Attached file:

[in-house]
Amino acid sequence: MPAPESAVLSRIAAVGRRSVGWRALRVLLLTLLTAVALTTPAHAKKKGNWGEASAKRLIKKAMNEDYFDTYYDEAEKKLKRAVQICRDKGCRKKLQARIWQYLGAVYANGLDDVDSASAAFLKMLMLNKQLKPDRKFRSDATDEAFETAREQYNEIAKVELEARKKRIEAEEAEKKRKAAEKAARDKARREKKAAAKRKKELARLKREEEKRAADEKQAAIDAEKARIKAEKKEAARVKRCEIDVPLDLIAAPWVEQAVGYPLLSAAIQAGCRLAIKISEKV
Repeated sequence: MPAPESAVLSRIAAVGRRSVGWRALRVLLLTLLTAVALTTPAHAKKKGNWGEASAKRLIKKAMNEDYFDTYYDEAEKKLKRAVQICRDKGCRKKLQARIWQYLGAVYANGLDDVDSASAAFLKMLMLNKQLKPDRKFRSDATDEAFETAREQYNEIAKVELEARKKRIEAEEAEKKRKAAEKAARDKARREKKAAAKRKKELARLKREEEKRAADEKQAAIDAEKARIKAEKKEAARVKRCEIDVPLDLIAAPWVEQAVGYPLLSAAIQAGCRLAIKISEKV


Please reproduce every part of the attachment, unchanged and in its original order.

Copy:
[in-house]
Amino acid sequence: MPAPESAVLSRIAAVGRRSVGWRALRVLLLTLLTAVALTTPAHAKKKGNWGEASAKRLIKKAMNEDYFDTYYDEAEKKLKRAVQICRDKGCRKKLQARIWQYLGAVYANGLDDVDSASAAFLKMLMLNKQLKPDRKFRSDATDEAFETAREQYNEIAKVELEARKKRIEAEEAEKKRKAAEKAARDKARREKKAAAKRKKELARLKREEEKRAADEKQAAIDAEKARIKAEKKEAARVKRCEIDVPLDLIAAPWVEQAVGYPLLSAAIQAGCRLAIKISEKV
Repeated sequence: MPAPESAVLSRIAAVGRRSVGWRALRVLLLTLLTAVALTTPAHAKKKGNWGEASAKRLIKKAMNEDYFDTYYDEAEKKLKRAVQICRDKGCRKKLQARIWQYLGAVYANGLDDVDSASAAFLKMLMLNKQLKPDRKFRSDATDEAFETAREQYNEIAKVELEARKKRIEAEEAEKKRKAAEKAARDKARREKKAAAKRKKELARLKREEEKRAADEKQAAIDAEKARIKAEKKEAARVKRCEIDVPLDLIAAPWVEQAVGYPLLSAAIQAGCRLAIKISEKV